Building Blueprints (Facilities in Focus)
- By James T. Biehle
- December 1st, 2013
PHOTOS COURTESY OF INSIDE/OUT ARCHITECTURE, INC.
I recently attended a stem forum in St. Louis held by the National Science Teachers Association (NSTA), hoping to find out what types of spaces science teachers felt they needed to conduct a STEM program.
STEM, for the uninitiated, is the recent buzzword in educational circles and stands for Science, Technology, Engineering and Mathematics. In the past year or so, a number of schools have added a fifth component, Art, to make the acronym STEAM. Basically, STEM or STEAM means the integration of the four or five academic areas into a coherent program focusing on a number of skills deemed necessary for success in the 21st century.
Science and mathematics have long been linked together, and technology has been worming its way into everyday life as a valuable tool for accomplishing a variety of tasks. Engineering can loosely be defined as the application of science, math and technology to accomplish certain tasks. For example, a scientist postulated that electricity could be generated by utilizing the sun’s rays. Engineers then worked out the practicalities and developed systems, such as photovoltaic panels that would generate electrical power and inverters to change the direct electrical current created into useful alternating current.
In a school environment, the various science disciplines of biology, chemistry, physics and environmental science can readily have interdisciplinary activities resulting in long-term student projects in one or more areas. Typical spaces in a standard science curriculum would normally include lab/classrooms for each discipline, prep areas for teachers to arrange demonstrations and equipment for the lab portions of classes, storage spaces for a variety of items ranging from small amounts of chemicals to a unicycle. A centralized science department faculty office area, accessible to students is also recommended.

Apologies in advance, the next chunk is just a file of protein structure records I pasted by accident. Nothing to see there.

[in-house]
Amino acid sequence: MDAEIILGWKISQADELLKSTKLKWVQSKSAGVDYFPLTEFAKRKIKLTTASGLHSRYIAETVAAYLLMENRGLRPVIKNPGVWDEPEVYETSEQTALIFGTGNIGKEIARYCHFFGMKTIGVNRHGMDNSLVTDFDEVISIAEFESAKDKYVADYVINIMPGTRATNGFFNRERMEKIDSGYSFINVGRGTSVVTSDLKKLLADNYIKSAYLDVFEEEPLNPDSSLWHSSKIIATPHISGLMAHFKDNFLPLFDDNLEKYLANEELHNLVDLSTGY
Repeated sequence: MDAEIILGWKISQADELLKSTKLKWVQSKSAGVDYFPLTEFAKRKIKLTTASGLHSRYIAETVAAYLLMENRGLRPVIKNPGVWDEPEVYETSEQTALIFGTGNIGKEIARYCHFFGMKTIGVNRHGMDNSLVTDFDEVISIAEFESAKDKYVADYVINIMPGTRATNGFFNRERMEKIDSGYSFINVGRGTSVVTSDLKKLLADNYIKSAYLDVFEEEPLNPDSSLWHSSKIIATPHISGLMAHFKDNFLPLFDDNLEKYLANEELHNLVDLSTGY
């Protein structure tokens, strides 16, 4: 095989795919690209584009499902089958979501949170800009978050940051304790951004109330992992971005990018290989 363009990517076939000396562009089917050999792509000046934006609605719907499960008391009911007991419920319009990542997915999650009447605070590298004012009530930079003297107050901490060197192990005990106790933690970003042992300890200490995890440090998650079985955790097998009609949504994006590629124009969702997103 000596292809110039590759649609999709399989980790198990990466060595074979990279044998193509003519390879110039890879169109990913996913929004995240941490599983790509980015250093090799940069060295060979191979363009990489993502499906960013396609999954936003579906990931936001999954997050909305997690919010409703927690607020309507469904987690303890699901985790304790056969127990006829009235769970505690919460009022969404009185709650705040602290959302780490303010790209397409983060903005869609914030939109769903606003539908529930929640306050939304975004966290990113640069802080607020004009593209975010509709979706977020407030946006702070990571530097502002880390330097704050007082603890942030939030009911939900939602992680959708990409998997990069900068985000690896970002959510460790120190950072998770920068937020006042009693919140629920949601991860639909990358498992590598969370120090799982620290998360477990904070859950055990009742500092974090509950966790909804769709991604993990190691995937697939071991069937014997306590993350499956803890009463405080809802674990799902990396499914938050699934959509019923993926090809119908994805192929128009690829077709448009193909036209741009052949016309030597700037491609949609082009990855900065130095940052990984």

Some of the advantages of centralizing science spaces are putting storage and prep areas where they can easily be used by all science teachers, and concentrating those spaces requiring significantly more ventilation than, say, a history classroom, in one area to minimize the expensive ventilation equipment and ductwork required. A diagram of such an arrangement is shown in Figure 1.
The term “lab/classroom” is a shift away from the outdated concept of teaching “book science” in a standard classroom and conducting lab-type activities in a separate, often dingy and smelly space called “The Lab” (cue eerie music). Recent studies indicate that a significantly higher amount of hands-on science can be taught in a combination lab/classroom in which students can move from discussion to hands-on work and back again several times during a single class period (see Figure 2). The NSTA Guide to Planning School Science Facilities Second Edition recommends that science lab/classrooms provide a minimum of 60 square feet per student and be designed for a maximum of 24 students. These recommendations have been adopted by several states, including Massachusetts.
A STEM environment has additional requirements due to the integrated nature of the curriculum and the student projects that are part of the program. Technology should be everywhere, with tablet-type devices traveling with the student and connecting to a wireless network. Some of the spaces mentioned by the conference attendees are described below.
The engineering aspect of the program might well require a centralized CAD (computer-assisted design) lab with larger screens, printers and plotters. Engineering lab/classrooms are also required. These could be similar to physics lab/classrooms with large tables for assembling project materials and a variety of storage units for the many parts and pieces that might be assembled to make such projects as robots (see Figure 3).
Since STEM is generally an integrated project-based program, “collaboration spaces,” where groups of students can meet in a conference room type space to plan and discuss their projects are needed (see Figure 4). Such spaces might also be informal arrangements of seating in a larger “café-type” space (see Figure 5).
Most of the student projects operating in a STEM environment will take place over more than one class period, many extending for several weeks. Project work spaces and storage spaces for the project materials should be provided so that the apparatus can be left in place without fear of damage from the next class to occupy the space. Project spaces should be flexible in their furniture arrangement, allow for the use of power tools, and provide storage racks and shelving of sufficient size for the on-going work (see Figure 6).
Student project spaces should be readily accessible from the science classrooms and also have access to large, open spaces and outdoor areas where the various devices developed in the engineering portion of the program can be operated and/or displayed.
While educators are still working out the nuts and bolts of teaching an integrated STEM program, they seem to agree that types of spaces described above are needed for successfully conducting project-based learning in these integrated disciplines.
This article originally appeared in the December 2013 issue of School Planning & Management.